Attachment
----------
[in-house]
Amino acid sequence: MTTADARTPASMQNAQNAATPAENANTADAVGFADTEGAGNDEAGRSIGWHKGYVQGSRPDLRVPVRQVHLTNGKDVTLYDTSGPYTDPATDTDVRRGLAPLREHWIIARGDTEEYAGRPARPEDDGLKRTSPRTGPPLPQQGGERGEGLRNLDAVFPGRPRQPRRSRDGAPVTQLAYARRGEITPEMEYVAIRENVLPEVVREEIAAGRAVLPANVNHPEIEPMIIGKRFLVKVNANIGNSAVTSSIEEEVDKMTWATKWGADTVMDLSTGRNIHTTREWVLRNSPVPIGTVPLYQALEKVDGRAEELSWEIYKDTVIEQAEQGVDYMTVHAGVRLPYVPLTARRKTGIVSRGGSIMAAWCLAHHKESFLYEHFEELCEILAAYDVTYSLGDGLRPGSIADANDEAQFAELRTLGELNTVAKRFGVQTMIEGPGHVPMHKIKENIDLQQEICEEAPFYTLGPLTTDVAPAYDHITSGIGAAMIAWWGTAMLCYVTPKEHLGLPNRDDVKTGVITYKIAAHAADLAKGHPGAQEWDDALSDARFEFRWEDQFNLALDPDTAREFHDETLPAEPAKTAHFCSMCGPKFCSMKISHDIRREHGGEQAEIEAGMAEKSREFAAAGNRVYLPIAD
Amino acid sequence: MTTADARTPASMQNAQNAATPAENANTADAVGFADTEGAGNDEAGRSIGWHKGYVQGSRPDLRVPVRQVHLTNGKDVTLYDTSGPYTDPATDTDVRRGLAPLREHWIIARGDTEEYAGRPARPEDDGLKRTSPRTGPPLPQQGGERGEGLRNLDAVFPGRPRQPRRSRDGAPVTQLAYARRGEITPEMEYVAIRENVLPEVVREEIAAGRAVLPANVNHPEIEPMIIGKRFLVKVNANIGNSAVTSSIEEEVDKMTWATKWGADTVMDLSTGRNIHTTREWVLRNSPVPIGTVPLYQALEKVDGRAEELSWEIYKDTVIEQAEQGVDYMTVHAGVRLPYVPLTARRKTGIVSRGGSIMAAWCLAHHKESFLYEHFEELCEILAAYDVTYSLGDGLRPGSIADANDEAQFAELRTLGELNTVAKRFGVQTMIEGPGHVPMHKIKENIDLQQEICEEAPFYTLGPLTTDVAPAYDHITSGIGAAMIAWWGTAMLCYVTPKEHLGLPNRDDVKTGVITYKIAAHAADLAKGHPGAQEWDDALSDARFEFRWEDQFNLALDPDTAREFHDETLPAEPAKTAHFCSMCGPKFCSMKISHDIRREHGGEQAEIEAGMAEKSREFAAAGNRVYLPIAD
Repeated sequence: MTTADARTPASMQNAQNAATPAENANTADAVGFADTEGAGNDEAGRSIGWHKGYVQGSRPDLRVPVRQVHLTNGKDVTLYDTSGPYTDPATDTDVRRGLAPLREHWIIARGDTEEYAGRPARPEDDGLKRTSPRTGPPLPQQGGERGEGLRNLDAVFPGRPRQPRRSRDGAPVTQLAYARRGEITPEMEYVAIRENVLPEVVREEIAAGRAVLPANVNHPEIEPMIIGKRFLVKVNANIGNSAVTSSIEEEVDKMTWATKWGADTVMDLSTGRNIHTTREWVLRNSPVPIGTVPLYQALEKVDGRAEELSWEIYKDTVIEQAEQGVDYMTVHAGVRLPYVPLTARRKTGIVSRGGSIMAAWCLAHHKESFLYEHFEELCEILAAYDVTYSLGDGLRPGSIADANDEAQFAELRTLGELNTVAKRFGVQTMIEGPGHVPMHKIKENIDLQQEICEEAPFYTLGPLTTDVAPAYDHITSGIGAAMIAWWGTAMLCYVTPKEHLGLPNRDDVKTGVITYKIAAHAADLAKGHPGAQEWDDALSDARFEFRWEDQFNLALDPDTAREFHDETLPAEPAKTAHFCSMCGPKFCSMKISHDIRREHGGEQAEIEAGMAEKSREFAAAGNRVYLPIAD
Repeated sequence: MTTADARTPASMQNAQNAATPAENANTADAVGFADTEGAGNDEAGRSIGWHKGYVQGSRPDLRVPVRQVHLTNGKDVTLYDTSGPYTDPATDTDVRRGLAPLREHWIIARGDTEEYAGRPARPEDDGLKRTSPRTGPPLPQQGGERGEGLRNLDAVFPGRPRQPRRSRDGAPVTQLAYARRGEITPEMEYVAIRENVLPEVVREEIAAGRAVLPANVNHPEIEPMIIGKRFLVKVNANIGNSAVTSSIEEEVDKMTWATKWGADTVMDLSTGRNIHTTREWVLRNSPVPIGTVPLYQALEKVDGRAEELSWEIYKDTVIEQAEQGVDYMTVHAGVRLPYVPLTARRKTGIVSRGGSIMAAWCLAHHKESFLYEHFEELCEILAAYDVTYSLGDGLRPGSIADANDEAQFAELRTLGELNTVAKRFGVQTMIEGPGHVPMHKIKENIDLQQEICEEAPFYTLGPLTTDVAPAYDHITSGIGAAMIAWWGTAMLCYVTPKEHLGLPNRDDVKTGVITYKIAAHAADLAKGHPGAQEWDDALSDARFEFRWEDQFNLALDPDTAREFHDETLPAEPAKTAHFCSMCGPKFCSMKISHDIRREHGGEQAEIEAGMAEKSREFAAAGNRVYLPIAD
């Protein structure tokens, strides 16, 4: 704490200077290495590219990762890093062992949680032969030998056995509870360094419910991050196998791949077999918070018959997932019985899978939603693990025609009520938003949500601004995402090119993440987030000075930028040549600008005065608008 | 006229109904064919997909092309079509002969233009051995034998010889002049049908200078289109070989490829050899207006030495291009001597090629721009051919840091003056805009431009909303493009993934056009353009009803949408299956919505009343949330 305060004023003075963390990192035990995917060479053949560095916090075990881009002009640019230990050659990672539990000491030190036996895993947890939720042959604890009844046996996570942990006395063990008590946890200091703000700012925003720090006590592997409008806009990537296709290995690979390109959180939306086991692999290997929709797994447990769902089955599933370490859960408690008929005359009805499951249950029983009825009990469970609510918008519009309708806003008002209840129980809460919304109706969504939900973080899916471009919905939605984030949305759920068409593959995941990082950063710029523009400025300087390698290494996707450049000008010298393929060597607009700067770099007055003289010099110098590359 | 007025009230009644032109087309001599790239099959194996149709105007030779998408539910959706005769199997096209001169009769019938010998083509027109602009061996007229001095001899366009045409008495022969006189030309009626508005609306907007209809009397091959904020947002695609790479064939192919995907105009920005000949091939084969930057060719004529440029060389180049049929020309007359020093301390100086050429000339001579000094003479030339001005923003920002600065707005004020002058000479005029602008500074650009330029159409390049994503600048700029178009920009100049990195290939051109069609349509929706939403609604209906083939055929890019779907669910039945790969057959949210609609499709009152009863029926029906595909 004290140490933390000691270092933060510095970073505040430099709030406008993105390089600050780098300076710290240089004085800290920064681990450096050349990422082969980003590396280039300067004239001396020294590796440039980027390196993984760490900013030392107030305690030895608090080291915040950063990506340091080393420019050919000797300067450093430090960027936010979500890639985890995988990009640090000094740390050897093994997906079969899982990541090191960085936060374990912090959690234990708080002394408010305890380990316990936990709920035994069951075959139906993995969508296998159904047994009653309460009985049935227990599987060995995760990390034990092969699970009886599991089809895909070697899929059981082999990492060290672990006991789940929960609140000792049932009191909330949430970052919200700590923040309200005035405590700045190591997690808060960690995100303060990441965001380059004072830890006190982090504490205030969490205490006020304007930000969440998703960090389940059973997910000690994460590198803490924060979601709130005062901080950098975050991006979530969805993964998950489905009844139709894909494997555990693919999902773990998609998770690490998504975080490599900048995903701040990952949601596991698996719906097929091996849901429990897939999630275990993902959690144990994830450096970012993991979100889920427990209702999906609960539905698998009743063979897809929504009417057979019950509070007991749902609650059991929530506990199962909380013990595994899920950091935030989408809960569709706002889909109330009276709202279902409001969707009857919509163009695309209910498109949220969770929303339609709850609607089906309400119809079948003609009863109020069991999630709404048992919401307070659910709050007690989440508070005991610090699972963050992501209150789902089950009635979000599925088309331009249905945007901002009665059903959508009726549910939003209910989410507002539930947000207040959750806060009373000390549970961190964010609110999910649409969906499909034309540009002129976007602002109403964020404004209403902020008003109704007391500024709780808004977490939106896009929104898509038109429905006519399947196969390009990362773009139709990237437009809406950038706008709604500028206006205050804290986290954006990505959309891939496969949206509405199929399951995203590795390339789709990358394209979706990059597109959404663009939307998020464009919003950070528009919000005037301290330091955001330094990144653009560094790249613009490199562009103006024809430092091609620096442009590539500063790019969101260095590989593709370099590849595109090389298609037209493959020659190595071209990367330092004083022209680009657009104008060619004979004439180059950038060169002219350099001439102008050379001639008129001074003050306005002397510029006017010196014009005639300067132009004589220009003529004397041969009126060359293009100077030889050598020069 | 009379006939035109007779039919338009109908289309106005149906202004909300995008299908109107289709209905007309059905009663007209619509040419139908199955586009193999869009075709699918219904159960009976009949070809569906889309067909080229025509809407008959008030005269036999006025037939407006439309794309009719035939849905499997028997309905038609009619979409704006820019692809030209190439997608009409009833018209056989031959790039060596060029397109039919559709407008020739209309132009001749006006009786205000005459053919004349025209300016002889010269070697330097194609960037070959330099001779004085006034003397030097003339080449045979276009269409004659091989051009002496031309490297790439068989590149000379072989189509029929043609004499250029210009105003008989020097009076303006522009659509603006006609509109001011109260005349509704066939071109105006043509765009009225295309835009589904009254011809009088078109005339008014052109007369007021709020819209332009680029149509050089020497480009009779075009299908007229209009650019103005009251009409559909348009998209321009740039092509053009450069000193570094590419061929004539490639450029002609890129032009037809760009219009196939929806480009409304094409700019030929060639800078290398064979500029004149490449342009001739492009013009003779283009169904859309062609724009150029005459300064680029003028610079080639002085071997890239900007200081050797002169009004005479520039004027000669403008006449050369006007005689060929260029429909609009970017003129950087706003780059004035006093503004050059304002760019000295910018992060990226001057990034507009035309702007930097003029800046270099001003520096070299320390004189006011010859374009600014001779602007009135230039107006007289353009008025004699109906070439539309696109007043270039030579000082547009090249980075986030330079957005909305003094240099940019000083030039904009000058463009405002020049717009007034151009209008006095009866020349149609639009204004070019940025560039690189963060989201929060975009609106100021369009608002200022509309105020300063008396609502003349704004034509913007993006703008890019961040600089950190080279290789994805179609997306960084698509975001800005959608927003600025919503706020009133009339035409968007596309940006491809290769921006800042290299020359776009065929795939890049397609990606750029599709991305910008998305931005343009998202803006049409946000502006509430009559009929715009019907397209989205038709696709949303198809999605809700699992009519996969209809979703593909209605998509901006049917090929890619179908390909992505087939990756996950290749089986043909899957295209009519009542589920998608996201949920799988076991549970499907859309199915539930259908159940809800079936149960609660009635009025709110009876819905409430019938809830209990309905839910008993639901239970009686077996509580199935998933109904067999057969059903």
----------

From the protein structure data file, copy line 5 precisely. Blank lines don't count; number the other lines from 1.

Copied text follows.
Repeated sequence: MTTADARTPASMQNAQNAATPAENANTADAVGFADTEGAGNDEAGRSIGWHKGYVQGSRPDLRVPVRQVHLTNGKDVTLYDTSGPYTDPATDTDVRRGLAPLREHWIIARGDTEEYAGRPARPEDDGLKRTSPRTGPPLPQQGGERGEGLRNLDAVFPGRPRQPRRSRDGAPVTQLAYARRGEITPEMEYVAIRENVLPEVVREEIAAGRAVLPANVNHPEIEPMIIGKRFLVKVNANIGNSAVTSSIEEEVDKMTWATKWGADTVMDLSTGRNIHTTREWVLRNSPVPIGTVPLYQALEKVDGRAEELSWEIYKDTVIEQAEQGVDYMTVHAGVRLPYVPLTARRKTGIVSRGGSIMAAWCLAHHKESFLYEHFEELCEILAAYDVTYSLGDGLRPGSIADANDEAQFAELRTLGELNTVAKRFGVQTMIEGPGHVPMHKIKENIDLQQEICEEAPFYTLGPLTTDVAPAYDHITSGIGAAMIAWWGTAMLCYVTPKEHLGLPNRDDVKTGVITYKIAAHAADLAKGHPGAQEWDDALSDARFEFRWEDQFNLALDPDTAREFHDETLPAEPAKTAHFCSMCGPKFCSMKISHDIRREHGGEQAEIEAGMAEKSREFAAAGNRVYLPIAD